The two also tend to be mutually exclusive so drill drivers will feature multiple settings to account for each.



Our recommendations


To make the task of finding the right one a little easier for you, we’ve looked through a number of budget drill reviews and made a short selection of some of the best models available for sale.



Porter-Cable PCC601LB


This cordless Porter-Cable model offers quite a bit of power for its size class, with 283 Unit Watts Out delivered by the 20 V electrical motor.

Coupled with a remarkably light weight of just 3.2 lb and a relatively compact 8.25”-inch frame it will be useful for any application you might put it to around the house, from building a greenhouse to furniture assembly.  

The two-speed gearbox and adjustable clutch further add to its versatility, and the maximum speed of 1500 RPM will make it great for drilling through soft plastic fittings as well as light wood and metal.

The chuck width places it in the upper range (½ inches) which should allow it to accept bits intended for heavy-duty work, such as paddles for mixing drywall mud.

Battery life should be good since this model uses a Li-Io composition, but even so, the under $100 package we’ve looked at comes with two batteries, to be used alternatively so you won’t have to stop working.

Buy from for ($49.95)




Black+Decker LDX120PK


This is a homeowners kit, that should contain everything needed for handiwork around the house for under $100. Besides the drill driver and a couple of dozen assorted bits, you’ll get a hammer, a wrench key, various types of pliers and some screwdrivers, one of them for hollow heads.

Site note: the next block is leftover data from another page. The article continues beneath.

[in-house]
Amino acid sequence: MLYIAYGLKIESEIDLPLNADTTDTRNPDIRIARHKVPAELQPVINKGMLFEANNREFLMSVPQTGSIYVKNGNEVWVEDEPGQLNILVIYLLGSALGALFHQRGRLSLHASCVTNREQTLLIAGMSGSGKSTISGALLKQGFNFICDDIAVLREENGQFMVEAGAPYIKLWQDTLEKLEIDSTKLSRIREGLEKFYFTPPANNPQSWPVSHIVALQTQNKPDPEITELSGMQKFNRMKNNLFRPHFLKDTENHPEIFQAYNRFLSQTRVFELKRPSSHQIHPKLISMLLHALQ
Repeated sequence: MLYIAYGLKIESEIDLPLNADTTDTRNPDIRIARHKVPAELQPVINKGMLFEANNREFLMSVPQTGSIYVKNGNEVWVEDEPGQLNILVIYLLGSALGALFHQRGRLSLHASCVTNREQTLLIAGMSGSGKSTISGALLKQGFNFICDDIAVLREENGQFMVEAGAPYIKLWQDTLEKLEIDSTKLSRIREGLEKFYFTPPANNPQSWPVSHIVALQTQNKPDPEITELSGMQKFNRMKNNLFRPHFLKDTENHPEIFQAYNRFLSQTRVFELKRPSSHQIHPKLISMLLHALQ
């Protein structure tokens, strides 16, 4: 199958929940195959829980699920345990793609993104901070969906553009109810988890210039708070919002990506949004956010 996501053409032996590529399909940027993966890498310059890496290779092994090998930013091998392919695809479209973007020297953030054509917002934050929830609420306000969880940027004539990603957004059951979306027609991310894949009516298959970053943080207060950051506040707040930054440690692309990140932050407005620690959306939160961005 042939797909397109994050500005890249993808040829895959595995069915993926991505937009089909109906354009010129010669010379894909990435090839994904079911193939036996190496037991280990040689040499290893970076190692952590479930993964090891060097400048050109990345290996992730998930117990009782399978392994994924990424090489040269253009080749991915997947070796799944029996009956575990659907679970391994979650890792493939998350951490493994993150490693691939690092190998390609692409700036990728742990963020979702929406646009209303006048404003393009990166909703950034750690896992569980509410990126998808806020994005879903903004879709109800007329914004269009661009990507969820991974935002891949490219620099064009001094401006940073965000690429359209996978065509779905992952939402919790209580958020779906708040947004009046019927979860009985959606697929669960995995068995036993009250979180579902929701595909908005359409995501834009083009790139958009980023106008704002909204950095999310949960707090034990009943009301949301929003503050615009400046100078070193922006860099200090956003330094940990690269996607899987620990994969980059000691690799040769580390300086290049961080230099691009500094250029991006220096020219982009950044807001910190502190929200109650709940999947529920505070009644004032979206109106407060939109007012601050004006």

All this means good convenience for someone that’s not too keen on hunting down any little tool he or she might need for basic home repair.

While you shouldn’t expect the best quality, most people who bought this package found the items to be workable enough to give it a good review.

The drill itself comes with all the features you would expect from Black+Decker, like a reverse function, great ergonomy, multiple clutch settings and specs good enough not to frustrate you during home improvement projects.

It’s in the upper ranges of power at 20 V, generated by a Li-Io battery that’s reported to hold a charge substantially well.

Click to see the price on Amazon!




Makita XPH12Z


This Makita model boasts a brushless motor, which is a feature rarely found in its price range.

In performance terms, this means that the motor won’t generate as much heat, making it less susceptible to smoke-outs under extreme stress and it will also drain less charge, making the battery (an 18 V Li-Io in this case) last substantially longer.

The specs achieved by this motor are pretty good, with a maximum of 2000 RPM in the highest speed setting, adaptable to lower values via a 2-speed gearbox to give a maximum torque of 530 in lbs, which would make it suitable for fastening screws in tough material.  

This model’s versatility is further supplemented by a hammer function which allows the Makita XPH12Z to use concussive force when drilling through hard masonry like brick and cement.

All this power doesn’t come at the expense of handling, however, as the drill weighs at a manageable 4.2 pounds, battery included, and measures just above 7” in length.

Click to see the price on Amazon!